On day four post a fabulous lunch at the Gangtey Goempa Lodge, we started on our journey to Punakha. En route we drove by Lobesa where we noticed that the local homes done up in the typical traditional Bhutanese style, had one glaring difference. They all had paintings of phalluses on the outside walls. Vijay our guide explained that we were in the fertile valley of Lobesa which borders Thimphu, Punakha and the Wangdue Phodrang districts. He said, that in the village of Sosokha, lay Chimi Lhakhang, the temple revered by many and dedicated to Lama Drukpa Kuenley, the divine madman. Chimi Lhakhang was popularly considered to be a temple of fertility. From far and wide, believers thronged to the temple and prayed to be blessed with a child. Vijay said that we too were scheduled for a visit the next day and that the temple was a short 20 minute walk through the rice and mustard fields of the village of Sosokha.
After a long drive, we reached Punakha. At the market place, Laveena asked Topgey our driver if we could stop to buy some local guavas. The guavas in Bhutan are sweet and delicious and Laveena was keen to buy a few for us to snack on.
A 15 km drive from the Punakha market is the Uma hotel by Como. The hotel is located at the far western end of the lush Punakha Valley. When we reached the doors of the property, a staff member greeted us and walked us through the courtyard into a lounge area and out onto the open verandah where he said we would be checked in and served our welcome drink. From where we stood, nothing lay between us and the staggeringly stunning Punakha valley. We had uninterrupted views of the breathtakingly beautiful mountain range, rolling soft lush green fields wonderously juxtaposed with the golden yellow rice fields of the region and the serenely flowing blue Mo Chu (female) river. When put together it all looked like a perfect painting. For this miracle of a view there could only be one artist – God. As we were soaking in the beauty of the place, a young smartly dressed man walked over and introduced himself as Thamu Krishnan, the lodge manager. I thought he looked rather young to be the manager, but when he told me his age, I immediately attributed his fresh and young looks to the purity of the air he was lucky to breath in this part of paradise. As far as the eye could see, there was only beauty. I imagined that this part of the valley had to have been modelled on the lines of the garden of Eden. This truly was heaven on earth. Thamu welcomed us and said that if we appreciated the views the way we did from where we were, we would be further enchanted when shown to our room. Not wanting to waste another minute, we asked to be directed to our home for the next two nights. The Uma Punakha has nine rooms with valley views. A few of these have terraces. There are also two villas on the property with captivating views of the valley. When the door to our room was opened, we were left tongue tied. The floor to ceiling glass windows brought all of the exceptionally beautiful outside, right into our bedroom. It made us feel like we had almost coalesced with the beauty outside and that we and nature had now fused into one single entity. If there was a paradise for humans to experience on earth, this had to be it. And even though in my past blogs I may have possibly praised other destinations to the skies, the view from the Uma Punakha, truly was the ultimate in beauty for us. We were simply beguiled, in awe and in love with what we saw and we hoped that just for today, God would delay the setting of the sun by a few extra minutes, allowing us to feast on this natural piece of paradise for a bit longer.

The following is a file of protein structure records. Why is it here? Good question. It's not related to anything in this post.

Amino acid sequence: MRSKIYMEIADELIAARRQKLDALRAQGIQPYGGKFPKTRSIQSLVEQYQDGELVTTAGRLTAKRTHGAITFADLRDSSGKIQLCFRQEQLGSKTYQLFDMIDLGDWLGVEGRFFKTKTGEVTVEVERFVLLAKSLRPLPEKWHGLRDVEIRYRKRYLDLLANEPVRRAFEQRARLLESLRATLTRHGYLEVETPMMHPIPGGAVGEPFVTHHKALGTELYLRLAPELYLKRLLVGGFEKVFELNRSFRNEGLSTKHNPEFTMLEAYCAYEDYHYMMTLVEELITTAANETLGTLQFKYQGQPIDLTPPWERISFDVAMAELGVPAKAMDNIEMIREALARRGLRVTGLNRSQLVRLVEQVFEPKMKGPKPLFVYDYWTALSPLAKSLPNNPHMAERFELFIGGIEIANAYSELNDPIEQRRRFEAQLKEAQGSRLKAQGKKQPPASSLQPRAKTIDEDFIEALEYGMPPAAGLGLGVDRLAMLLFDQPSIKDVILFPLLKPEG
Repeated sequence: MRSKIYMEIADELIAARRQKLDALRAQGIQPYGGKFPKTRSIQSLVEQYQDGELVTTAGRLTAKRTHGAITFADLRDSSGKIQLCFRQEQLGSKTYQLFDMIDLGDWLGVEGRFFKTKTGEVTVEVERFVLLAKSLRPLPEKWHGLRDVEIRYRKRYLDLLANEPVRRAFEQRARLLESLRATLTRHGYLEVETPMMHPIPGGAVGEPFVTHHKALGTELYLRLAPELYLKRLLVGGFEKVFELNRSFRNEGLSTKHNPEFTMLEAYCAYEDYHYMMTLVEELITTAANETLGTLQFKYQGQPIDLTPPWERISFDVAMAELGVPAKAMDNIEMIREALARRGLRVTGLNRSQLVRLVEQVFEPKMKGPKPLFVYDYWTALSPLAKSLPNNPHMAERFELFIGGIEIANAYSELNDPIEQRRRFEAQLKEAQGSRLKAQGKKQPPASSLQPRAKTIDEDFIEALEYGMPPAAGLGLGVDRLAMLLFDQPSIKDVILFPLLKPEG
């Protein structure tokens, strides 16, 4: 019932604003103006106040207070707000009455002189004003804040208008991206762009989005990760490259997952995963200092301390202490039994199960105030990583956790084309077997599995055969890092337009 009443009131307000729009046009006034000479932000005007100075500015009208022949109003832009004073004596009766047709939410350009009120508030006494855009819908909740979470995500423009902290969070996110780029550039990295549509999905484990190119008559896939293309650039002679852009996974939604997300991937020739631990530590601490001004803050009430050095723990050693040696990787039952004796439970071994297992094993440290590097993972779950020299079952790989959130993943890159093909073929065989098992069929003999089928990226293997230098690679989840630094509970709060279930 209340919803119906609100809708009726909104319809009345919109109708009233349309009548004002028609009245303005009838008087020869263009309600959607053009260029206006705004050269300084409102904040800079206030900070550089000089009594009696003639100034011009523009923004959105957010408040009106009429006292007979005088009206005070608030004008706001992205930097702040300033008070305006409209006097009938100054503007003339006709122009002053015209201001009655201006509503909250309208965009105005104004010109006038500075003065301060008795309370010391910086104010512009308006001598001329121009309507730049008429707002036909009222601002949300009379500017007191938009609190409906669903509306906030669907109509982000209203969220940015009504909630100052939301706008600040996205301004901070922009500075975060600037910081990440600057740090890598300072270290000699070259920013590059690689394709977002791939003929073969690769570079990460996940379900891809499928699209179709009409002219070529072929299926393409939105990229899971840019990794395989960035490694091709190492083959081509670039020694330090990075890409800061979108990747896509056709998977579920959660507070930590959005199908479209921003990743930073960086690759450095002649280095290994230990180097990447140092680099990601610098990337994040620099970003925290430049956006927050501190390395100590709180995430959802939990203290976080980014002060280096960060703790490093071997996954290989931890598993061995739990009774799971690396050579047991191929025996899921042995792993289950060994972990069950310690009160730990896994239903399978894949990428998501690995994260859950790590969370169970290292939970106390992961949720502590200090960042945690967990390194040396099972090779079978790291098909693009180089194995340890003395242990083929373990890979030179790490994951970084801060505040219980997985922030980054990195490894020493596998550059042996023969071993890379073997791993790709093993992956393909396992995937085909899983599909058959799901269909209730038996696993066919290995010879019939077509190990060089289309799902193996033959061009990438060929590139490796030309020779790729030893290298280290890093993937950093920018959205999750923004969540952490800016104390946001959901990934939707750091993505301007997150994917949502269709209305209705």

Dinner that evening was impressive. The chef at the Uma Punakha, Dewa Wijaya, is from Indonesia and has immense talent. We were told that much of the produce used in the Uma kitchen comes from the local farmers. And since Punakha is fertile and one of the most bountiful valleys in Bhutan, I vouch for the freshness of the vegetables and fruits. That evening, while Laveena ordered the tender leg of lamb, I couldn’t wait to try the Nasi Goreng. Well you couldn’t blame me could you? The moment I heard the chef was Indonesian, I knew his Nasi Goreng would be spot on. Spiced up with some local chillies, the dish packed that perfect punch with tender chicken, shallots, sweet soy sauce, ginger garlic paste and the fried egg resting on the rice. Post dinner we retired to the terrace. The temperatures had dropped and the hotel staff got a fire going for us. Thamu asked if he could join us and as we sipped on our tea, he shared with us many stories about the region, some funny, some educational, but all very very interesting.